Both know that the Republic is unstable and that the Directory is fragile, between supporters of a return to Jacobinism and royalist agents. But undoubtedly Carnot considers himself indispensable to the party which will win him. He has not yet realized how much his and Bonaparte's options diverge on internal government and whether or not to continue the war. Six months earlier, he had already written to her [1]: “I am sure that there are no two ways of seeing more in conformity than between you and me […] Count on me, as I count on you, with all wise men who love the republic for it and not for themselves. "

Nothing for Carnot is more important than the service of the fatherland. It is the ideal in keeping with the ancient grandeur of the citizen that he suggests to Bonaparte: "Come and astonish Parisians with your moderation and your philosophy. "His conclusion is clear and straightforward:" As for me, I believe that it is only Bonaparte, once again a simple citizen, who can show General Bonaparte in all his greatness. "

Installed in the Luxembourg Palace with the other directors who jointly carry out their work and fulfill their role of representation, Carnot wears like them a sumptuous uniform: purple satin coat, covered with gold embroidery, embroidered blue coat, large scarf, long sword, plumed hat. To his contemporaries, he appeared imposing and affable; Irish patriot T. Wolfe Tone, who met him at this time, found him to be a Van Dyck character.

Interpretation

The end of an era

"Carnot was hardworking, sincere in everything he did, without intrigue and easy to deceive ... He showed moral courage", Napoleon said on Saint Helena. Isn't that the admission that he himself had abused the great Carnot?

The situation partly explains the tone of the letter: Carnot director can no longer speak the same language as the member of the Committee of Public Safety. He is no longer "the organizer of victory"; It’s the end of a great era, and he’s no longer leading operations. Armies are increasingly operating in areas he does not know. On the Rhine, the generals took it easy and no longer provided him with the projects and plans they sent in 1793 and 1794. Now they worked for them. In Italy, where he had great success, Bonaparte acted as he pleased. Cleverly, this one quickly obtained carte blanche. Carnot, far from envying his genius, was friendly and confident. Suddenly, he lost not only the leadership of the Italian campaign and that of the negotiations, but also all control of the situation by the central power.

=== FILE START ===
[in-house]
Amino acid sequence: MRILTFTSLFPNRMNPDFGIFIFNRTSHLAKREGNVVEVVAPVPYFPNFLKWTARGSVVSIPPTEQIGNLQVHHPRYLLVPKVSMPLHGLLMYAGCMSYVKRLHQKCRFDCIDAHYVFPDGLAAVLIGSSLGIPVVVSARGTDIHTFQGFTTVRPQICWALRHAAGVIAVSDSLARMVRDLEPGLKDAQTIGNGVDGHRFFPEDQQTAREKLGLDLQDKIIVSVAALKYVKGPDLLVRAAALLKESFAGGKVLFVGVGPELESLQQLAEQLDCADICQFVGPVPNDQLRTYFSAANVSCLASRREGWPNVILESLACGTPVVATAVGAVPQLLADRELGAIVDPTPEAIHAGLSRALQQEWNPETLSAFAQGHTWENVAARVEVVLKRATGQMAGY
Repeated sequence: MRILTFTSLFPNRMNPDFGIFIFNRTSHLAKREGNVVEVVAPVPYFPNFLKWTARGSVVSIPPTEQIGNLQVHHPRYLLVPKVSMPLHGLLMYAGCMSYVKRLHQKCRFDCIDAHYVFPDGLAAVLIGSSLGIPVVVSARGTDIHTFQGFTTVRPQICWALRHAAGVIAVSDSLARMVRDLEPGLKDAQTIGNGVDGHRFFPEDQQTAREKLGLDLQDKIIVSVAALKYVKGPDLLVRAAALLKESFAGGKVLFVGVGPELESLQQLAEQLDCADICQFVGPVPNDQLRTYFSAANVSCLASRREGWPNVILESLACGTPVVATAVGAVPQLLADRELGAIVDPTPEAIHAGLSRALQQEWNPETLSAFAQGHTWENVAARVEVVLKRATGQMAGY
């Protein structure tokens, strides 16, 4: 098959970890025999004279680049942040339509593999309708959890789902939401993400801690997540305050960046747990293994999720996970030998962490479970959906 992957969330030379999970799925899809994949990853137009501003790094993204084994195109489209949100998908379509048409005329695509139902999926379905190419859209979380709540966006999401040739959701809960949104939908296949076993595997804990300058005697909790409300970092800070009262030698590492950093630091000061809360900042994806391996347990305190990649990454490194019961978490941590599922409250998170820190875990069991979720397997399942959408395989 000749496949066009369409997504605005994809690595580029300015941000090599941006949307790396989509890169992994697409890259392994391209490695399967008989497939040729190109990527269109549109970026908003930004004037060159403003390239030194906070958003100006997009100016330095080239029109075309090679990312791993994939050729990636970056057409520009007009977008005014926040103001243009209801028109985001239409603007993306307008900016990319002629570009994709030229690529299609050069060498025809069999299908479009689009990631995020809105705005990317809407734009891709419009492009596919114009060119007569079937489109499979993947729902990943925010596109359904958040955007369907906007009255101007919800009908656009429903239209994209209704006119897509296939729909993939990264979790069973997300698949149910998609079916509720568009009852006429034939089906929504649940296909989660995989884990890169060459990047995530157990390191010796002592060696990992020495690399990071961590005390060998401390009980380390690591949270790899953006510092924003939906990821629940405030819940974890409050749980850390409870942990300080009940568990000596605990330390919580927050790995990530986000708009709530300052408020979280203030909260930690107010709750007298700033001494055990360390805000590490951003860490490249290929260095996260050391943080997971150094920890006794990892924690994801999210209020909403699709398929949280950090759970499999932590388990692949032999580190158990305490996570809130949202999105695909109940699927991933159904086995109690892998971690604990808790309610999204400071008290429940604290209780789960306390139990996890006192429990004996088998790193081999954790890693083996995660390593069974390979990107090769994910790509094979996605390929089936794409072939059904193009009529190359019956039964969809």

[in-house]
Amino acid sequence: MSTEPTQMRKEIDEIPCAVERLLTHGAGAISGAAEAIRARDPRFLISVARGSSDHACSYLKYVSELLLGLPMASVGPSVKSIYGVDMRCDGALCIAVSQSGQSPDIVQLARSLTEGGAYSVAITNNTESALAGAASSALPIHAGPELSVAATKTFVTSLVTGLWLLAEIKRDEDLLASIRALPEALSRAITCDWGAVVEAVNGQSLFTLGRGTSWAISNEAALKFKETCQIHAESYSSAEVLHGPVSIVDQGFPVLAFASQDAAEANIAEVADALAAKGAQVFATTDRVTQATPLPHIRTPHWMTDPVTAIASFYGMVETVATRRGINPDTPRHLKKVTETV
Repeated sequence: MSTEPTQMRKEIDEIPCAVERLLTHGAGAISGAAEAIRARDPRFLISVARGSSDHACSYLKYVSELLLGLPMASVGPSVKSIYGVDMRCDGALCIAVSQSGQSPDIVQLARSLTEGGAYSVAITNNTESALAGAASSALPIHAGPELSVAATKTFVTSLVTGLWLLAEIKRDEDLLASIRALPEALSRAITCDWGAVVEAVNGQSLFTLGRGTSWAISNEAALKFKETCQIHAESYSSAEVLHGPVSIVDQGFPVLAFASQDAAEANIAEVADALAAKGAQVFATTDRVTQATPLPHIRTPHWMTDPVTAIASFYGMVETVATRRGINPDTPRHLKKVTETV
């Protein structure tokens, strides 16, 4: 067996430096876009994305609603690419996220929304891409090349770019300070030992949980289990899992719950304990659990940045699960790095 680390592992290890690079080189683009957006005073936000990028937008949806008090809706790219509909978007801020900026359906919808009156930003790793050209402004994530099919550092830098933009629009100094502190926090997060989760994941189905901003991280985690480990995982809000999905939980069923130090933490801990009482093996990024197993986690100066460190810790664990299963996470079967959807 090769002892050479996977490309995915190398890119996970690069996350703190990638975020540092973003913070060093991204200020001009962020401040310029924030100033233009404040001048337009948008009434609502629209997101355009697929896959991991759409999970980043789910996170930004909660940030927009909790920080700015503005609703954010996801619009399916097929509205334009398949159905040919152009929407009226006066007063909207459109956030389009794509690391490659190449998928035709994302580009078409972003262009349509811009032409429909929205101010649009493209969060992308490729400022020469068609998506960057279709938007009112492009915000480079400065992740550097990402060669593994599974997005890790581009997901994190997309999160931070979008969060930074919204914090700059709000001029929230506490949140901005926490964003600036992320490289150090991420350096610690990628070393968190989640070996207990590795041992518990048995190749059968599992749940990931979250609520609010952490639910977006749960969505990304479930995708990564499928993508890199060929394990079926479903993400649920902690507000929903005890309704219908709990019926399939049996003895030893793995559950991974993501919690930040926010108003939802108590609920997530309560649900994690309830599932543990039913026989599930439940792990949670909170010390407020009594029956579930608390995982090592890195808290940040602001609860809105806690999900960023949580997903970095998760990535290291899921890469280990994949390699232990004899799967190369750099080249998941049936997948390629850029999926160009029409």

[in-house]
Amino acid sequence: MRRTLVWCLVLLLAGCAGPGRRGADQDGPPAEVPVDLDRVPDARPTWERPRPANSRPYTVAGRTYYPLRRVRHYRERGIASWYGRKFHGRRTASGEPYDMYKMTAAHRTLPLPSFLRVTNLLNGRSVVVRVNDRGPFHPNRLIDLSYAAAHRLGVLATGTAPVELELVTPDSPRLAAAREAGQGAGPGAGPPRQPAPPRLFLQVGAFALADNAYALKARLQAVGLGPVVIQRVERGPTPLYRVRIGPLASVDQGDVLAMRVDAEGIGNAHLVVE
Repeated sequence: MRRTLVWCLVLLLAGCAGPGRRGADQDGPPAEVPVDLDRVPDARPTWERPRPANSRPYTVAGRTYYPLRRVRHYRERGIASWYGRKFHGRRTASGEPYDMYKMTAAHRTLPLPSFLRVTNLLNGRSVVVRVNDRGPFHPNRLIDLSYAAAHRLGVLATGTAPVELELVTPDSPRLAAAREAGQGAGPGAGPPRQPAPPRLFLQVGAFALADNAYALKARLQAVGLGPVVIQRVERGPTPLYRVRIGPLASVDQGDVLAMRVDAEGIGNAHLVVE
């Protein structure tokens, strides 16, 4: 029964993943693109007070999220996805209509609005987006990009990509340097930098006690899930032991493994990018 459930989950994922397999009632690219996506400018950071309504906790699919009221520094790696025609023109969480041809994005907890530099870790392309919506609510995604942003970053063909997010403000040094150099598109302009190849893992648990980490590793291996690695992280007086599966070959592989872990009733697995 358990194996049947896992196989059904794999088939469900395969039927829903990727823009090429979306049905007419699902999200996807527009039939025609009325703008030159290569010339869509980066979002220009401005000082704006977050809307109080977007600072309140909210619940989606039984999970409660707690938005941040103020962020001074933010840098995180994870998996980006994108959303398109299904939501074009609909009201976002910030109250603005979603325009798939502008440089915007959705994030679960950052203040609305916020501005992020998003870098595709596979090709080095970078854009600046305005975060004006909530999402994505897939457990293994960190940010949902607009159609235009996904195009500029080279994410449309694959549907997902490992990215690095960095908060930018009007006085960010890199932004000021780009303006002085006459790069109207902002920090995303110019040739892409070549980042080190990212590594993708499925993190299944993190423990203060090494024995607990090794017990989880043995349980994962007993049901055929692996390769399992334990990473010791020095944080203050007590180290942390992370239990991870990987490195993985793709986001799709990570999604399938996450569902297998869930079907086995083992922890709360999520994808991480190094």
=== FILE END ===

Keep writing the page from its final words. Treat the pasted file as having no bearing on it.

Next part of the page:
But Carnot still hopes to find in Bonaparte, who floods Paris with propaganda sheets in which he presents himself as a defender of the Republic, the same desire to serve it. Even if his moral exhortation appears derisory in the face of the ambition of the young winner, his determination and his simplicity of tone are not lacking in grandeur. He expresses without frills his conviction as a man, soldier and politician to act for the Republic and the common good.

Three weeks later, Carnot had to flee from the turnaround brought on by the day of 18 Fructidor [2]. Evicted on the pretext of links with the royalists, he must give way to new directors. Bonaparte, absent from events, continued to progress, however, under the guise of defending the achievements of the Revolution.

  • Italian countryside
  • Directory
  • napoleonic wars
  • Bonaparte (Napoleon)
  • mail

Bibliography

Marcel REINHARDThe Grand CarnotParis, Hachette, 1951, reprint 1994.André PALLUELEmperor's DictionaryParis, Plon, 1969.Marcel REINHARDThe Grand CarnotParis, Hachette, 1951, reprint 1994.André PALLUELEmperor's DictionaryParis, Plon, 1969.

To cite this article

Luce-Marie ALBIGÈS, "A letter from Carnot to Bonaparte"